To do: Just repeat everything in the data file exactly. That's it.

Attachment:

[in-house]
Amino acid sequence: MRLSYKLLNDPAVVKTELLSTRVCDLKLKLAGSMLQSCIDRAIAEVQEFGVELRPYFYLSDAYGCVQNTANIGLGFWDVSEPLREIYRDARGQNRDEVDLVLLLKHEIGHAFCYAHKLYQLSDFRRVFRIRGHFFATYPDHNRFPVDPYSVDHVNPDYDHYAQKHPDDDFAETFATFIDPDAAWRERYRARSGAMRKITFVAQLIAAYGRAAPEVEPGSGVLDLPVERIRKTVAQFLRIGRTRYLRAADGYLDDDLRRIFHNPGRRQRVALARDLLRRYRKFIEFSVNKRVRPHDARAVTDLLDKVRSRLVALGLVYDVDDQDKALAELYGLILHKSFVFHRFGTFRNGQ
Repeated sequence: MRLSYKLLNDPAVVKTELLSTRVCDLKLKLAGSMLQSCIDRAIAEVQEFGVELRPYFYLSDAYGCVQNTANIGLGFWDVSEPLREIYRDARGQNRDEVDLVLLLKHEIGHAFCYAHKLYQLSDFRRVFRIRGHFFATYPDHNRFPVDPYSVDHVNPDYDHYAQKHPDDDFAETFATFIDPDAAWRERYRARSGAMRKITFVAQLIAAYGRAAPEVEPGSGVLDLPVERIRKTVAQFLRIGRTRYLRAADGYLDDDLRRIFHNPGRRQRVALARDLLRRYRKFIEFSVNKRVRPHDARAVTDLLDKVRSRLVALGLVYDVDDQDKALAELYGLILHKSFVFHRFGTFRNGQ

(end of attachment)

[in-house]
Amino acid sequence: MRLSYKLLNDPAVVKTELLSTRVCDLKLKLAGSMLQSCIDRAIAEVQEFGVELRPYFYLSDAYGCVQNTANIGLGFWDVSEPLREIYRDARGQNRDEVDLVLLLKHEIGHAFCYAHKLYQLSDFRRVFRIRGHFFATYPDHNRFPVDPYSVDHVNPDYDHYAQKHPDDDFAETFATFIDPDAAWRERYRARSGAMRKITFVAQLIAAYGRAAPEVEPGSGVLDLPVERIRKTVAQFLRIGRTRYLRAADGYLDDDLRRIFHNPGRRQRVALARDLLRRYRKFIEFSVNKRVRPHDARAVTDLLDKVRSRLVALGLVYDVDDQDKALAELYGLILHKSFVFHRFGTFRNGQ
Repeated sequence: MRLSYKLLNDPAVVKTELLSTRVCDLKLKLAGSMLQSCIDRAIAEVQEFGVELRPYFYLSDAYGCVQNTANIGLGFWDVSEPLREIYRDARGQNRDEVDLVLLLKHEIGHAFCYAHKLYQLSDFRRVFRIRGHFFATYPDHNRFPVDPYSVDHVNPDYDHYAQKHPDDDFAETFATFIDPDAAWRERYRARSGAMRKITFVAQLIAAYGRAAPEVEPGSGVLDLPVERIRKTVAQFLRIGRTRYLRAADGYLDDDLRRIFHNPGRRQRVALARDLLRRYRKFIEFSVNKRVRPHDARAVTDLLDKVRSRLVALGLVYDVDDQDKALAELYGLILHKSFVFHRFGTFRNGQ